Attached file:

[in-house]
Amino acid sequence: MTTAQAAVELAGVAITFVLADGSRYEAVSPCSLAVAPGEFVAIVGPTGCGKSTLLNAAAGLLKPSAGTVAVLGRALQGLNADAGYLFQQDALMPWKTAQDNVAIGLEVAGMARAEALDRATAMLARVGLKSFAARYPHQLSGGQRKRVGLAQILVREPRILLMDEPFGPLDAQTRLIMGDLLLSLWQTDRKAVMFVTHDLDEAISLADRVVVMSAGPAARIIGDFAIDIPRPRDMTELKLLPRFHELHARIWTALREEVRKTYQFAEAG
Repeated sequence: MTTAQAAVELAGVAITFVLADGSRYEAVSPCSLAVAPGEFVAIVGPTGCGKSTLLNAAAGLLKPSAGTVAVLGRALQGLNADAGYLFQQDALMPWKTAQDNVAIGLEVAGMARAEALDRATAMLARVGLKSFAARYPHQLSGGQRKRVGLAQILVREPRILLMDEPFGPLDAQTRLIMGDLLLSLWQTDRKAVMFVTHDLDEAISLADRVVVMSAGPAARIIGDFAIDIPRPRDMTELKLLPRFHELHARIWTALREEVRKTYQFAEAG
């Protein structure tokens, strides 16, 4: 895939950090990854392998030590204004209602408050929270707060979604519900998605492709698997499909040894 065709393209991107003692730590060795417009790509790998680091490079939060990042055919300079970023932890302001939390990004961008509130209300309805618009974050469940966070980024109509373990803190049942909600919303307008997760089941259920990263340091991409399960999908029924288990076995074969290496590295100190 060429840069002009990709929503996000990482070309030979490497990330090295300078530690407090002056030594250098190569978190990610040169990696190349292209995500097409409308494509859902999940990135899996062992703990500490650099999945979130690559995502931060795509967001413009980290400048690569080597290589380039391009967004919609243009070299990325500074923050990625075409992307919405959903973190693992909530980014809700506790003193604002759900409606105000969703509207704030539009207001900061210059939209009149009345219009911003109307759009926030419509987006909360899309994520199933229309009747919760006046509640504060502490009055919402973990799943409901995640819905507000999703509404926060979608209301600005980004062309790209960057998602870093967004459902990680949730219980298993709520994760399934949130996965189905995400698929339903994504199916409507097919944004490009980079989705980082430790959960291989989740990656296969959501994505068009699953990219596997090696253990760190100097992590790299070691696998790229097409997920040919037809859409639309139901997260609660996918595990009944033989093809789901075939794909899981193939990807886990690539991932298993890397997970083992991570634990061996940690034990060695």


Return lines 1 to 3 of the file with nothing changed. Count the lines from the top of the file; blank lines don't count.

[in-house]
Amino acid sequence: MTTAQAAVELAGVAITFVLADGSRYEAVSPCSLAVAPGEFVAIVGPTGCGKSTLLNAAAGLLKPSAGTVAVLGRALQGLNADAGYLFQQDALMPWKTAQDNVAIGLEVAGMARAEALDRATAMLARVGLKSFAARYPHQLSGGQRKRVGLAQILVREPRILLMDEPFGPLDAQTRLIMGDLLLSLWQTDRKAVMFVTHDLDEAISLADRVVVMSAGPAARIIGDFAIDIPRPRDMTELKLLPRFHELHARIWTALREEVRKTYQFAEAG
Repeated sequence: MTTAQAAVELAGVAITFVLADGSRYEAVSPCSLAVAPGEFVAIVGPTGCGKSTLLNAAAGLLKPSAGTVAVLGRALQGLNADAGYLFQQDALMPWKTAQDNVAIGLEVAGMARAEALDRATAMLARVGLKSFAARYPHQLSGGQRKRVGLAQILVREPRILLMDEPFGPLDAQTRLIMGDLLLSLWQTDRKAVMFVTHDLDEAISLADRVVVMSAGPAARIIGDFAIDIPRPRDMTELKLLPRFHELHARIWTALREEVRKTYQFAEAG